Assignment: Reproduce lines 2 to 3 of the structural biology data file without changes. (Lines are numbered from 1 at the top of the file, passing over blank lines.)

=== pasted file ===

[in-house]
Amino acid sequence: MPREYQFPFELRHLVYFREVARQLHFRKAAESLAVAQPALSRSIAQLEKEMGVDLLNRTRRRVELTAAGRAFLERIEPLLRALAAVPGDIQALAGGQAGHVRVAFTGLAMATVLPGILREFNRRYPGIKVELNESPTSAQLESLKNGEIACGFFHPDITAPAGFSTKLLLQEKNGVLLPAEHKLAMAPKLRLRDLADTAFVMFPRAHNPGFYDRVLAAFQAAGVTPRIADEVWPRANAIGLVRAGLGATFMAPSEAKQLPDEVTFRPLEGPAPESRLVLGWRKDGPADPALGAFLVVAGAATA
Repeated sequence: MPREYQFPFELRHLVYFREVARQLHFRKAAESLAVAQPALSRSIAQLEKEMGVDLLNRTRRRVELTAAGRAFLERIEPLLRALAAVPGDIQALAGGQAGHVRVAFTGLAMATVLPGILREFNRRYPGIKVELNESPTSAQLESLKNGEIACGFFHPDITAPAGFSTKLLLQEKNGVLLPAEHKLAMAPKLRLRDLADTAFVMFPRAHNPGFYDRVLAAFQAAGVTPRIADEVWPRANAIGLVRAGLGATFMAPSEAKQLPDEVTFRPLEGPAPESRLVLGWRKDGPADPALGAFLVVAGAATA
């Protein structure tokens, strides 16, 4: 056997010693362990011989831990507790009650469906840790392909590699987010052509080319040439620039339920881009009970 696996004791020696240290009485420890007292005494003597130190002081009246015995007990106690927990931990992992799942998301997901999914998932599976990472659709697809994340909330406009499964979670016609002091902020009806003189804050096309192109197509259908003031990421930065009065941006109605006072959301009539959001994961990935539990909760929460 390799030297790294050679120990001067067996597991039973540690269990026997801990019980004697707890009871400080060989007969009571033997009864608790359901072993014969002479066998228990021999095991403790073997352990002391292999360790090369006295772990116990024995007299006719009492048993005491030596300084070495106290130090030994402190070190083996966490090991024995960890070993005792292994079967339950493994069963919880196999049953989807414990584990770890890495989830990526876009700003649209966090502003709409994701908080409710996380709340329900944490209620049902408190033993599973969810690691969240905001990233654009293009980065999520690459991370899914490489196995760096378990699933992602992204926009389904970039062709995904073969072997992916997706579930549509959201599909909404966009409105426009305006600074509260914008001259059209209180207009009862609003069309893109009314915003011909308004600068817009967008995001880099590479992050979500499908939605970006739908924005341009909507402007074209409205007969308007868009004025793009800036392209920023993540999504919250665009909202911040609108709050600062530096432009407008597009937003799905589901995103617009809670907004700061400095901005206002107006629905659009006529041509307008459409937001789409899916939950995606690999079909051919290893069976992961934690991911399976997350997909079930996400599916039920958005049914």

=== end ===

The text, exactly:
Amino acid sequence: MPREYQFPFELRHLVYFREVARQLHFRKAAESLAVAQPALSRSIAQLEKEMGVDLLNRTRRRVELTAAGRAFLERIEPLLRALAAVPGDIQALAGGQAGHVRVAFTGLAMATVLPGILREFNRRYPGIKVELNESPTSAQLESLKNGEIACGFFHPDITAPAGFSTKLLLQEKNGVLLPAEHKLAMAPKLRLRDLADTAFVMFPRAHNPGFYDRVLAAFQAAGVTPRIADEVWPRANAIGLVRAGLGATFMAPSEAKQLPDEVTFRPLEGPAPESRLVLGWRKDGPADPALGAFLVVAGAATA
Repeated sequence: MPREYQFPFELRHLVYFREVARQLHFRKAAESLAVAQPALSRSIAQLEKEMGVDLLNRTRRRVELTAAGRAFLERIEPLLRALAAVPGDIQALAGGQAGHVRVAFTGLAMATVLPGILREFNRRYPGIKVELNESPTSAQLESLKNGEIACGFFHPDITAPAGFSTKLLLQEKNGVLLPAEHKLAMAPKLRLRDLADTAFVMFPRAHNPGFYDRVLAAFQAAGVTPRIADEVWPRANAIGLVRAGLGATFMAPSEAKQLPDEVTFRPLEGPAPESRLVLGWRKDGPADPALGAFLVVAGAATA